Case Study: Smart Grid Communications Electric Power Board of Chattanooga
The smart grid communications activities of Electric Power Board (EPB) of Chattanooga, Tennessee are examined.
DEFG investigated smart grid communications at five energy utilities in 2011-12 and presented its work as “Meta Analysis and Utility Case Studies on Smart Grid Communications.” The work was sponsored by the Demand and Energy Technology Research Consortium (DETech) and was completed in March 2012. This case study is and excerpt which is available for review in presentation format.
The case study found that EPB has a wonderful relationship with civic and business leaders. There are many in the community who would be enthusiastic champions for smart grid initiatives and investments, and EPB could gain a tremendous advantage by encouraging that grass roots advocacy. One of the challenges EPB is facing is bringing the local media up to speed on smart grid issues so the stories they write are accurate. Collaborating with other utilities and cross-stakeholder groups would benefit EPB.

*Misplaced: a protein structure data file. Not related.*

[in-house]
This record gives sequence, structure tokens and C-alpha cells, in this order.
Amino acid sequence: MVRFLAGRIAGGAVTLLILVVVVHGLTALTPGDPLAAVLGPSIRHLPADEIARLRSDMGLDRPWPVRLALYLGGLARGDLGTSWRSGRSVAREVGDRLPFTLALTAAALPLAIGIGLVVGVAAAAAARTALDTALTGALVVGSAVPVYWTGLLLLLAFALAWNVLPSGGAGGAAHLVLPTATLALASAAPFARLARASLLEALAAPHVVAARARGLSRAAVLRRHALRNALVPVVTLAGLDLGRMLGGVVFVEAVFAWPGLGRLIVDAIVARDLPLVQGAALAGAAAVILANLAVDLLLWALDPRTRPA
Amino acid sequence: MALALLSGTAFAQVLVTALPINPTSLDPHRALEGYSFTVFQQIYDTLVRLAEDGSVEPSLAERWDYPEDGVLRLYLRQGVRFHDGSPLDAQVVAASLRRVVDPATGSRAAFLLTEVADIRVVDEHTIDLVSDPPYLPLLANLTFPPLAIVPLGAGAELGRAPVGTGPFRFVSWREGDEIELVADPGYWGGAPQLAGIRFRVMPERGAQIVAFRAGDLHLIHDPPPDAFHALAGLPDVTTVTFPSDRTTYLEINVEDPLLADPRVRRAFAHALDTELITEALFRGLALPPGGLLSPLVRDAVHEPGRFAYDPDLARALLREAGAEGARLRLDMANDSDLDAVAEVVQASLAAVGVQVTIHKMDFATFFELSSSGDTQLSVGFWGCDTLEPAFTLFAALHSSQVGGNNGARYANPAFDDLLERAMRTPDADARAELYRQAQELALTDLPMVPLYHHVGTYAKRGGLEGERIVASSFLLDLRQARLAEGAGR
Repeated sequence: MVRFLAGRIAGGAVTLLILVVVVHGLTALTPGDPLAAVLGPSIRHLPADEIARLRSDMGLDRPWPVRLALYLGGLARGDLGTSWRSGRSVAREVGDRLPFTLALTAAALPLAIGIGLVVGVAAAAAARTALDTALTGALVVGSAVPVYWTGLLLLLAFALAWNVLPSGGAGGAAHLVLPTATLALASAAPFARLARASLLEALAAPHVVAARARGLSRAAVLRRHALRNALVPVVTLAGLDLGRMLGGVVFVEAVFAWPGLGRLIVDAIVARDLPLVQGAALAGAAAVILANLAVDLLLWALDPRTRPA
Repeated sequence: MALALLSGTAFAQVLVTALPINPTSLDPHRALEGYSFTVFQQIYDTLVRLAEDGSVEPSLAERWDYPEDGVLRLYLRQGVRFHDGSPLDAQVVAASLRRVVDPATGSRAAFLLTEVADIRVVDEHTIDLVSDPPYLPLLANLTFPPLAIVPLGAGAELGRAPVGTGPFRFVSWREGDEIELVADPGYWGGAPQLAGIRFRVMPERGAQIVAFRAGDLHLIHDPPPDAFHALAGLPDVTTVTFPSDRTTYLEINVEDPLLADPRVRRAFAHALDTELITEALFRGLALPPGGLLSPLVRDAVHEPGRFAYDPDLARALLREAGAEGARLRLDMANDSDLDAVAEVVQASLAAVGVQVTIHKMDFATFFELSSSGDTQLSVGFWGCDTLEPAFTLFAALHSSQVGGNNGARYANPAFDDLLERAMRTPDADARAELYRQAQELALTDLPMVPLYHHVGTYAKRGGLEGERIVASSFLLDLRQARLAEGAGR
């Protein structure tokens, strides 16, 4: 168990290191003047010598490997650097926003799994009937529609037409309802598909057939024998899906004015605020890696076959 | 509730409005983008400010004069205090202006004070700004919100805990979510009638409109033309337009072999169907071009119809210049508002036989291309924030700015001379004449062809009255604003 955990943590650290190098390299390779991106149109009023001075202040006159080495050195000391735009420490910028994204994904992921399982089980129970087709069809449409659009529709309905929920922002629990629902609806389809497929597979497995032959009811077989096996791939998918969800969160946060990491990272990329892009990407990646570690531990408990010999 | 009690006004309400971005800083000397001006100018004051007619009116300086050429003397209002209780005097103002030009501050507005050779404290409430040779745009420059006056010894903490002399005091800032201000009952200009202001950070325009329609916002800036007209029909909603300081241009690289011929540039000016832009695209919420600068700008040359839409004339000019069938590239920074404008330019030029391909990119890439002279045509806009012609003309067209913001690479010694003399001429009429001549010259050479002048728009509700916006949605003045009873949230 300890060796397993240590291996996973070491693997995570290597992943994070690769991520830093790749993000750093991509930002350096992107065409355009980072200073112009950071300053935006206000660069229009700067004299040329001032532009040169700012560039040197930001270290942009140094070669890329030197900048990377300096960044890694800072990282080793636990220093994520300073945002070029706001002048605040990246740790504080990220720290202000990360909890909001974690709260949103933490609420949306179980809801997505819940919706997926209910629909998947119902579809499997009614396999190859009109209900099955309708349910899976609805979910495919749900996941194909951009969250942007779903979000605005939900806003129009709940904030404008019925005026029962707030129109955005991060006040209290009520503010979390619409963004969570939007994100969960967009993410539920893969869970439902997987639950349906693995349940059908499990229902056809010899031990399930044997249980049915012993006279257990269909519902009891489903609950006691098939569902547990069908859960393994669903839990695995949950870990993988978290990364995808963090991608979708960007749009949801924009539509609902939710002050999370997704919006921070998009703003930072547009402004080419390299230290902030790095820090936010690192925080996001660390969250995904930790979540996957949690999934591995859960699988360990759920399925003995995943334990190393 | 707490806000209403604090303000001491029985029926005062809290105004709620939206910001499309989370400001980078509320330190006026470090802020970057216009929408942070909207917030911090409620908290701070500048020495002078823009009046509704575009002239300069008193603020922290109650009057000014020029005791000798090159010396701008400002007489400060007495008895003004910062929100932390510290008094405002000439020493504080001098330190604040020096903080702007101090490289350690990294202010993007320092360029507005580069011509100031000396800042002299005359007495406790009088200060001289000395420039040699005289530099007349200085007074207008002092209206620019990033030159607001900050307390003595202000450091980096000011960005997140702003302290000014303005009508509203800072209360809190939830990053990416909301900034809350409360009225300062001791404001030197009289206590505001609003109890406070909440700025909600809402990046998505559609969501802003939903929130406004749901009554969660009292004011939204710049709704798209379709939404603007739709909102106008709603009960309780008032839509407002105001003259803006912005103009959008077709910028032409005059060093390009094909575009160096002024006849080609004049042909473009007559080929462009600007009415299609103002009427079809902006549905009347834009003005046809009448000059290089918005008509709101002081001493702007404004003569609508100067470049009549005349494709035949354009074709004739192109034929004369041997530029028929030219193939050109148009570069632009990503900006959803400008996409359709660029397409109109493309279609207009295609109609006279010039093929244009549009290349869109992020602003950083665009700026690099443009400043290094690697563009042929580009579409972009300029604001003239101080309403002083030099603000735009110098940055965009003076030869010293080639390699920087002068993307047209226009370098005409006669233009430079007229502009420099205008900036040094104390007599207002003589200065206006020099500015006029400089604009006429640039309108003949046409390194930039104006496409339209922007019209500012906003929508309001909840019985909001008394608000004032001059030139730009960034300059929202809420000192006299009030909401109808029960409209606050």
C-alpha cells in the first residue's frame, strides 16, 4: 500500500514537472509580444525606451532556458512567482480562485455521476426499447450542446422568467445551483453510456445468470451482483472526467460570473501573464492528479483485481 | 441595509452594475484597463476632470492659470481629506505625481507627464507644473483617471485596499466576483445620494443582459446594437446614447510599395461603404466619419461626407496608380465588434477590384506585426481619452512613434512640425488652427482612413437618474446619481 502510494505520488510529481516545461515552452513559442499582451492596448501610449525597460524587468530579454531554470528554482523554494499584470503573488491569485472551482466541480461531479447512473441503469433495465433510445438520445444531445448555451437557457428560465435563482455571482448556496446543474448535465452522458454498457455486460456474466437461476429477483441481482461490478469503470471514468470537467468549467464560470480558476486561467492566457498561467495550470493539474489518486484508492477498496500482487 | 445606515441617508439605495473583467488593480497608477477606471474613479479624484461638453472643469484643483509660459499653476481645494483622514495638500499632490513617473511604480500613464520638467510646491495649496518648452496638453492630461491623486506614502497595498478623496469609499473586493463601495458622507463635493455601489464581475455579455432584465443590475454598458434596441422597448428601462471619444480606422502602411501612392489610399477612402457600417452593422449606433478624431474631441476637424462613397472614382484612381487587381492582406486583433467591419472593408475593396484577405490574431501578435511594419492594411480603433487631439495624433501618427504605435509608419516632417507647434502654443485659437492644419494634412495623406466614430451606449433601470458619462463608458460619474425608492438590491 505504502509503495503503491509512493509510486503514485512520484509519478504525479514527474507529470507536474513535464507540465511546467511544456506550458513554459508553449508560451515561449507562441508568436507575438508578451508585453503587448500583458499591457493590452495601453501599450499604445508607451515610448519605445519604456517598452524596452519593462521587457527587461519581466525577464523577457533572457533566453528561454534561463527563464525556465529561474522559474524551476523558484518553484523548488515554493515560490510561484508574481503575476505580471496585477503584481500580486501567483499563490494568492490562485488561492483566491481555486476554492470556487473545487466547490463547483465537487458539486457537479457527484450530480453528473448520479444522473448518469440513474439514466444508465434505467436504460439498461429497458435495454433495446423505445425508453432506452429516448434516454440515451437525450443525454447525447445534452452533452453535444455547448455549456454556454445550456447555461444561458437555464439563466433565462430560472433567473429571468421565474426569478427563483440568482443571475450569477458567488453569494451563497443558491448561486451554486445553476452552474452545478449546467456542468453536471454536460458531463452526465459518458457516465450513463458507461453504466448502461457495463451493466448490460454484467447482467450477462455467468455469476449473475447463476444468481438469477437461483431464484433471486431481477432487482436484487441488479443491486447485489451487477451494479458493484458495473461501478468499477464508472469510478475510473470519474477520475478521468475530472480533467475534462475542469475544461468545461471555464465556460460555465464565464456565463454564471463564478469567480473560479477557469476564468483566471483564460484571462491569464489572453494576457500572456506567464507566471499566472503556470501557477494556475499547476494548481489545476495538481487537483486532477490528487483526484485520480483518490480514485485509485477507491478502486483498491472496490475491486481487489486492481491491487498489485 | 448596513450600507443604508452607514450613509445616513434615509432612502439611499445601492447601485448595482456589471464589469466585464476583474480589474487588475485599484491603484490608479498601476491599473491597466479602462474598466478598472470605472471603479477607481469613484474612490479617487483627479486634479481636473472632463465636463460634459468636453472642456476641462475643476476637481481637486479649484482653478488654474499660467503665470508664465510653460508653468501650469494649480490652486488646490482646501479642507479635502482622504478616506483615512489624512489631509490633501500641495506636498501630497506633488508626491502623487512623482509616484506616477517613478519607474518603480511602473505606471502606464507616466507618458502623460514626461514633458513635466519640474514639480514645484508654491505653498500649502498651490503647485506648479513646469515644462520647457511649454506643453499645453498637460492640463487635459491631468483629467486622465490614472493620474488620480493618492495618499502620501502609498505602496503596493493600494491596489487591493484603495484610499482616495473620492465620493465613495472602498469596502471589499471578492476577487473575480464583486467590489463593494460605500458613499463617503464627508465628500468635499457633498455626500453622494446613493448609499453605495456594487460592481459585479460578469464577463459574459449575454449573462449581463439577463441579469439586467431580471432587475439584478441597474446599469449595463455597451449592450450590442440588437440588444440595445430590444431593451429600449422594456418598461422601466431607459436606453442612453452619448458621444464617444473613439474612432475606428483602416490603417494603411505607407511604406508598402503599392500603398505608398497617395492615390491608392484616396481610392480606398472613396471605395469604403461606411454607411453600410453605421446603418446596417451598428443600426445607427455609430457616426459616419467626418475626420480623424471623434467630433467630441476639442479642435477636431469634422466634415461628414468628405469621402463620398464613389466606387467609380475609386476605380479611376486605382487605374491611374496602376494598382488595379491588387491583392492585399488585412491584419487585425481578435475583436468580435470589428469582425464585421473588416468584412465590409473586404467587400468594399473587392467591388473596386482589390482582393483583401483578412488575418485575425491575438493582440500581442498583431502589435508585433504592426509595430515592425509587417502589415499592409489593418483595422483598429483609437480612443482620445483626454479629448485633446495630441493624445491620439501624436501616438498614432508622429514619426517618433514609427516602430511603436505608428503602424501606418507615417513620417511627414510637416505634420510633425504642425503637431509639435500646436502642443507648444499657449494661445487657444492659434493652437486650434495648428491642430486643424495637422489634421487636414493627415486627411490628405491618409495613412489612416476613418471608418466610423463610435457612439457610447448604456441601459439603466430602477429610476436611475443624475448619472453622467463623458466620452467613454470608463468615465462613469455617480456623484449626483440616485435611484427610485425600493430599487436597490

Overall, this work found that utilities are investing very modestly in customer education, especially when viewed in the context of overall smart grid deployment costs. Only a few utilities seem to have developed or articulated a clear path forward. Traditional and digital communication channels work best if complemented by employee volunteers and speakers in the community and collaboration with trusted non-profit partners. Interactive sessions allow spokespeople to respond to the real concerns of the people, which is the best way to overcome misinformation and fears. Consumer participation will increase if people feel they are choosing pricing and technology options that fit their values, residential structure, and lifestyle. There are good examples of simple and clear explanations of smart meters, smart grid, and visions of potential benefits of a smart energy vision integrated with other energy efficiency practices. Sharing resources, productions, applications, and approaches could help regional adoption and reduce development costs.